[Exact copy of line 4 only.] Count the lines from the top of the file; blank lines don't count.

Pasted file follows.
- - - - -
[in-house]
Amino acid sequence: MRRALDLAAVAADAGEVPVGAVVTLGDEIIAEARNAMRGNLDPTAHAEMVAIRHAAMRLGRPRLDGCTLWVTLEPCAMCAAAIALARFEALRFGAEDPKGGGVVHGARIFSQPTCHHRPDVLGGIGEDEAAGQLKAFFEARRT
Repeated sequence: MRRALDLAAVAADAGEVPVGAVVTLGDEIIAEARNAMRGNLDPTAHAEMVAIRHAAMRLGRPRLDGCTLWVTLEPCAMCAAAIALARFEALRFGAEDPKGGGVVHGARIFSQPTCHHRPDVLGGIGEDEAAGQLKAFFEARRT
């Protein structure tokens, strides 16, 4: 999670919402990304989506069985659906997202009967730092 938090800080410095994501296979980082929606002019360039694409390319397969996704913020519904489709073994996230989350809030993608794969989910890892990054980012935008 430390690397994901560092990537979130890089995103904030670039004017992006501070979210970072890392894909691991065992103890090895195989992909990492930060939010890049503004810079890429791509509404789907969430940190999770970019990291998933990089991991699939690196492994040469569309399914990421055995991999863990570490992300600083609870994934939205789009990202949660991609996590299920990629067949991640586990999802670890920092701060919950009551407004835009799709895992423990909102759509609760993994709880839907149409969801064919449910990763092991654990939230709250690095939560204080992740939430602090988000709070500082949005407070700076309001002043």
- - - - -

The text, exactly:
């Protein structure tokens, strides 16, 4: 999670919402990304989506069985659906997202009967730092 938090800080410095994501296979980082929606002019360039694409390319397969996704913020519904489709073994996230989350809030993608794969989910890892990054980012935008 430390690397994901560092990537979130890089995103904030670039004017992006501070979210970072890392894909691991065992103890090895195989992909990492930060939010890049503004810079890429791509509404789907969430940190999770970019990291998933990089991991699939690196492994040469569309399914990421055995991999863990570490992300600083609870994934939205789009990202949660991609996590299920990629067949991640586990999802670890920092701060919950009551407004835009799709895992423990909102759509609760993994709880839907149409969801064919449910990763092991654990939230709250690095939560204080992740939430602090988000709070500082949005407070700076309001002043």